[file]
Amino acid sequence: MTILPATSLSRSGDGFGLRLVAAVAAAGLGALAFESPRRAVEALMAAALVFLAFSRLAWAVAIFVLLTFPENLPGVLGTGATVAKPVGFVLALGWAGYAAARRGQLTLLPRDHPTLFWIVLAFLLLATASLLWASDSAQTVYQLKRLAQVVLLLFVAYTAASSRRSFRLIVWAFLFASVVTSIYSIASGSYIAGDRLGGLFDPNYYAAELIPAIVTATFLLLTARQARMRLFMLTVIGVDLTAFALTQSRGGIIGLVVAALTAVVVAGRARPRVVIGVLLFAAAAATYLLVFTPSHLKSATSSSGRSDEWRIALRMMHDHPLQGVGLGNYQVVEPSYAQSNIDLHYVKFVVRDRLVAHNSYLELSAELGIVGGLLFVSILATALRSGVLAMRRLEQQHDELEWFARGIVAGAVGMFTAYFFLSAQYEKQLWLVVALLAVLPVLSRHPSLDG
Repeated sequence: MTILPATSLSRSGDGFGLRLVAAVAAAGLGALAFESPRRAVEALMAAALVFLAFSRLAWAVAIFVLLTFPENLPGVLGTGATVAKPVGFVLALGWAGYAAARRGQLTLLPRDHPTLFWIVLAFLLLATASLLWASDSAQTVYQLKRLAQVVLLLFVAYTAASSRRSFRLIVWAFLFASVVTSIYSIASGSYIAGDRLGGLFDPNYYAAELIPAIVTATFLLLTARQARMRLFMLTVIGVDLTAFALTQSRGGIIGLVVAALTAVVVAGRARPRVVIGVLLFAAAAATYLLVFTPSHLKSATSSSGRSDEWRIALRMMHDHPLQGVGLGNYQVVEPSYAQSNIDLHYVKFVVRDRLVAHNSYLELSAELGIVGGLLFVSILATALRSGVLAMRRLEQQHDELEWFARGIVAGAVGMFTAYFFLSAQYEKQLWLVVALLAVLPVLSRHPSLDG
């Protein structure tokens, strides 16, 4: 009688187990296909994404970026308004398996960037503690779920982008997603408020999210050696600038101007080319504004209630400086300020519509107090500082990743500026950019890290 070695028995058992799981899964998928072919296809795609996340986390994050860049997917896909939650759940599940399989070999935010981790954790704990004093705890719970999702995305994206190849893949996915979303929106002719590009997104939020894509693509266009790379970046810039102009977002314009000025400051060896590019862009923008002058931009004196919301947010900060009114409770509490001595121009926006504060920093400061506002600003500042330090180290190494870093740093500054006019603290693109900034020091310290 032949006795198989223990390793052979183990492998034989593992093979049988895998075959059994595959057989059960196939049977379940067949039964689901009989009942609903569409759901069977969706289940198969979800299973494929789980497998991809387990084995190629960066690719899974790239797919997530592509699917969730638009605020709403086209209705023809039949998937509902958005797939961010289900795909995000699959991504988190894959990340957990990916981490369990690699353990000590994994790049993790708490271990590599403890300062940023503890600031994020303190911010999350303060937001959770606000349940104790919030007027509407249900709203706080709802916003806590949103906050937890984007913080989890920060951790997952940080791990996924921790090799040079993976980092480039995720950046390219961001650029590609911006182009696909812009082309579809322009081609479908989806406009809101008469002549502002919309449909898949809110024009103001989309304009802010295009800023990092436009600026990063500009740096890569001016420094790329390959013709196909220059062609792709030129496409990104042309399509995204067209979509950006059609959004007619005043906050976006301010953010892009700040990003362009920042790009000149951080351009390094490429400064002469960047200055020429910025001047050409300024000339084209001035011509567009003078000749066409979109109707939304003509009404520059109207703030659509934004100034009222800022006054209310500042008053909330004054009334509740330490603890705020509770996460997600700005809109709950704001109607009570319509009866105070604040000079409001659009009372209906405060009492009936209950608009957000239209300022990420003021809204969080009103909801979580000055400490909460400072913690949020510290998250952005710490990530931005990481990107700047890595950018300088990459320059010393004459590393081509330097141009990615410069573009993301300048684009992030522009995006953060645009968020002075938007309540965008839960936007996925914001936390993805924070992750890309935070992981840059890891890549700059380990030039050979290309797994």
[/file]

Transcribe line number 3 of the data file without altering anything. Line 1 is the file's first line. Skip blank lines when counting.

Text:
């Protein structure tokens, strides 16, 4: 009688187990296909994404970026308004398996960037503690779920982008997603408020999210050696600038101007080319504004209630400086300020519509107090500082990743500026950019890290 070695028995058992799981899964998928072919296809795609996340986390994050860049997917896909939650759940599940399989070999935010981790954790704990004093705890719970999702995305994206190849893949996915979303929106002719590009997104939020894509693509266009790379970046810039102009977002314009000025400051060896590019862009923008002058931009004196919301947010900060009114409770509490001595121009926006504060920093400061506002600003500042330090180290190494870093740093500054006019603290693109900034020091310290 032949006795198989223990390793052979183990492998034989593992093979049988895998075959059994595959057989059960196939049977379940067949039964689901009989009942609903569409759901069977969706289940198969979800299973494929789980497998991809387990084995190629960066690719899974790239797919997530592509699917969730638009605020709403086209209705023809039949998937509902958005797939961010289900795909995000699959991504988190894959990340957990990916981490369990690699353990000590994994790049993790708490271990590599403890300062940023503890600031994020303190911010999350303060937001959770606000349940104790919030007027509407249900709203706080709802916003806590949103906050937890984007913080989890920060951790997952940080791990996924921790090799040079993976980092480039995720950046390219961001650029590609911006182009696909812009082309579809322009081609479908989806406009809101008469002549502002919309449909898949809110024009103001989309304009802010295009800023990092436009600026990063500009740096890569001016420094790329390959013709196909220059062609792709030129496409990104042309399509995204067209979509950006059609959004007619005043906050976006301010953010892009700040990003362009920042790009000149951080351009390094490429400064002469960047200055020429910025001047050409300024000339084209001035011509567009003078000749066409979109109707939304003509009404520059109207703030659509934004100034009222800022006054209310500042008053909330004054009334509740330490603890705020509770996460997600700005809109709950704001109607009570319509009866105070604040000079409001659009009372209906405060009492009936209950608009957000239209300022990420003021809204969080009103909801979580000055400490909460400072913690949020510290998250952005710490990530931005990481990107700047890595950018300088990459320059010393004459590393081509330097141009990615410069573009993301300048684009992030522009995006953060645009968020002075938007309540965008839960936007996925914001936390993805924070992750890309935070992981840059890891890549700059380990030039050979290309797994």